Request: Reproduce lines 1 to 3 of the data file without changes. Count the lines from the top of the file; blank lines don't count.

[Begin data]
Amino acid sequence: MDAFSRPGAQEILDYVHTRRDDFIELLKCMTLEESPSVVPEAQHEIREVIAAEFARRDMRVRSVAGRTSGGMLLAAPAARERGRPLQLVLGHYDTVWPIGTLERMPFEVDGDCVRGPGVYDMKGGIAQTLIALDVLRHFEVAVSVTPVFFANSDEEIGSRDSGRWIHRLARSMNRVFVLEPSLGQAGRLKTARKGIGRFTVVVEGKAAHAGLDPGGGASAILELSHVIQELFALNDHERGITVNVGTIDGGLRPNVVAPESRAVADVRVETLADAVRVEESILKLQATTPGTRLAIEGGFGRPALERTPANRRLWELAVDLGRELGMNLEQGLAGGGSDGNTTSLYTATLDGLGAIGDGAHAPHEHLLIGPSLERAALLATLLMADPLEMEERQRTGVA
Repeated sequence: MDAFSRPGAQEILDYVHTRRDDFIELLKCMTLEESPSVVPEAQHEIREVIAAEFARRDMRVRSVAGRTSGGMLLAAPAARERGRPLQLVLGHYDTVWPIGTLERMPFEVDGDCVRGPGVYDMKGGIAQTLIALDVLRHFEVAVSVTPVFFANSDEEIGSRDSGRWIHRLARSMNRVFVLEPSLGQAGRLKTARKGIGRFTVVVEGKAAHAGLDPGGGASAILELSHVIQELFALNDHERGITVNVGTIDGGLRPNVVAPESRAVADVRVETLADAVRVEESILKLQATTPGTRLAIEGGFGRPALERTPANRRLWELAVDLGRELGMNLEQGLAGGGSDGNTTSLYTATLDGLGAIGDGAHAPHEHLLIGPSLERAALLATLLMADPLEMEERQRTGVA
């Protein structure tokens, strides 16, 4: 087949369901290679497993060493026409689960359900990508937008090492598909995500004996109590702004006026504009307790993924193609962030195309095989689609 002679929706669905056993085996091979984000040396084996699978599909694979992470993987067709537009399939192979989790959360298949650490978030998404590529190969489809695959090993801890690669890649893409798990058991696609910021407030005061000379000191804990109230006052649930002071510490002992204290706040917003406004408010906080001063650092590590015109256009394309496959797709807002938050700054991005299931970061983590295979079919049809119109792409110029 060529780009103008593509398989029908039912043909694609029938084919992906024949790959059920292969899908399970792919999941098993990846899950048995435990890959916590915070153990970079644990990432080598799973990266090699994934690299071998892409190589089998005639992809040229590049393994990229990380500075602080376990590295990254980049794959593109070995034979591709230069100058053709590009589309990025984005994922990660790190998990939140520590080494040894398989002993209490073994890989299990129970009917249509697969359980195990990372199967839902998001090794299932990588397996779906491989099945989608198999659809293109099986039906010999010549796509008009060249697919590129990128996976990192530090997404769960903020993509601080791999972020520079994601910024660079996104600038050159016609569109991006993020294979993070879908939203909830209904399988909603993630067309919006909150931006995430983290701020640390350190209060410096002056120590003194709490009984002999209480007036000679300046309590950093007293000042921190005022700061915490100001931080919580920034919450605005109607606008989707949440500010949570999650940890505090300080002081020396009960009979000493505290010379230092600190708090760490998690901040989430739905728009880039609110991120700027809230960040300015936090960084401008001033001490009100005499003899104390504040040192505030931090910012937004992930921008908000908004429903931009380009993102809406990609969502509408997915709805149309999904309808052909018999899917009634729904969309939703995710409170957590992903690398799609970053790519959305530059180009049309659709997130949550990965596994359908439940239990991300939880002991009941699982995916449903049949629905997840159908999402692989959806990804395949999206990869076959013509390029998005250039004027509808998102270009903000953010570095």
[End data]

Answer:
Amino acid sequence: MDAFSRPGAQEILDYVHTRRDDFIELLKCMTLEESPSVVPEAQHEIREVIAAEFARRDMRVRSVAGRTSGGMLLAAPAARERGRPLQLVLGHYDTVWPIGTLERMPFEVDGDCVRGPGVYDMKGGIAQTLIALDVLRHFEVAVSVTPVFFANSDEEIGSRDSGRWIHRLARSMNRVFVLEPSLGQAGRLKTARKGIGRFTVVVEGKAAHAGLDPGGGASAILELSHVIQELFALNDHERGITVNVGTIDGGLRPNVVAPESRAVADVRVETLADAVRVEESILKLQATTPGTRLAIEGGFGRPALERTPANRRLWELAVDLGRELGMNLEQGLAGGGSDGNTTSLYTATLDGLGAIGDGAHAPHEHLLIGPSLERAALLATLLMADPLEMEERQRTGVA
Repeated sequence: MDAFSRPGAQEILDYVHTRRDDFIELLKCMTLEESPSVVPEAQHEIREVIAAEFARRDMRVRSVAGRTSGGMLLAAPAARERGRPLQLVLGHYDTVWPIGTLERMPFEVDGDCVRGPGVYDMKGGIAQTLIALDVLRHFEVAVSVTPVFFANSDEEIGSRDSGRWIHRLARSMNRVFVLEPSLGQAGRLKTARKGIGRFTVVVEGKAAHAGLDPGGGASAILELSHVIQELFALNDHERGITVNVGTIDGGLRPNVVAPESRAVADVRVETLADAVRVEESILKLQATTPGTRLAIEGGFGRPALERTPANRRLWELAVDLGRELGMNLEQGLAGGGSDGNTTSLYTATLDGLGAIGDGAHAPHEHLLIGPSLERAALLATLLMADPLEMEERQRTGVA
């Protein structure tokens, strides 16, 4: 087949369901290679497993060493026409689960359900990508937008090492598909995500004996109590702004006026504009307790993924193609962030195309095989689609 002679929706669905056993085996091979984000040396084996699978599909694979992470993987067709537009399939192979989790959360298949650490978030998404590529190969489809695959090993801890690669890649893409798990058991696609910021407030005061000379000191804990109230006052649930002071510490002992204290706040917003406004408010906080001063650092590590015109256009394309496959797709807002938050700054991005299931970061983590295979079919049809119109792409110029 060529780009103008593509398989029908039912043909694609029938084919992906024949790959059920292969899908399970792919999941098993990846899950048995435990890959916590915070153990970079644990990432080598799973990266090699994934690299071998892409190589089998005639992809040229590049393994990229990380500075602080376990590295990254980049794959593109070995034979591709230069100058053709590009589309990025984005994922990660790190998990939140520590080494040894398989002993209490073994890989299990129970009917249509697969359980195990990372199967839902998001090794299932990588397996779906491989099945989608198999659809293109099986039906010999010549796509008009060249697919590129990128996976990192530090997404769960903020993509601080791999972020520079994601910024660079996104600038050159016609569109991006993020294979993070879908939203909830209904399988909603993630067309919006909150931006995430983290701020640390350190209060410096002056120590003194709490009984002999209480007036000679300046309590950093007293000042921190005022700061915490100001931080919580920034919450605005109607606008989707949440500010949570999650940890505090300080002081020396009960009979000493505290010379230092600190708090760490998690901040989430739905728009880039609110991120700027809230960040300015936090960084401008001033001490009100005499003899104390504040040192505030931090910012937004992930921008908000908004429903931009380009993102809406990609969502509408997915709805149309999904309808052909018999899917009634729904969309939703995710409170957590992903690398799609970053790519959305530059180009049309659709997130949550990965596994359908439940239990991300939880002991009941699982995916449903049949629905997840159908999402692989959806990804395949999206990869076959013509390029998005250039004027509808998102270009903000953010570095």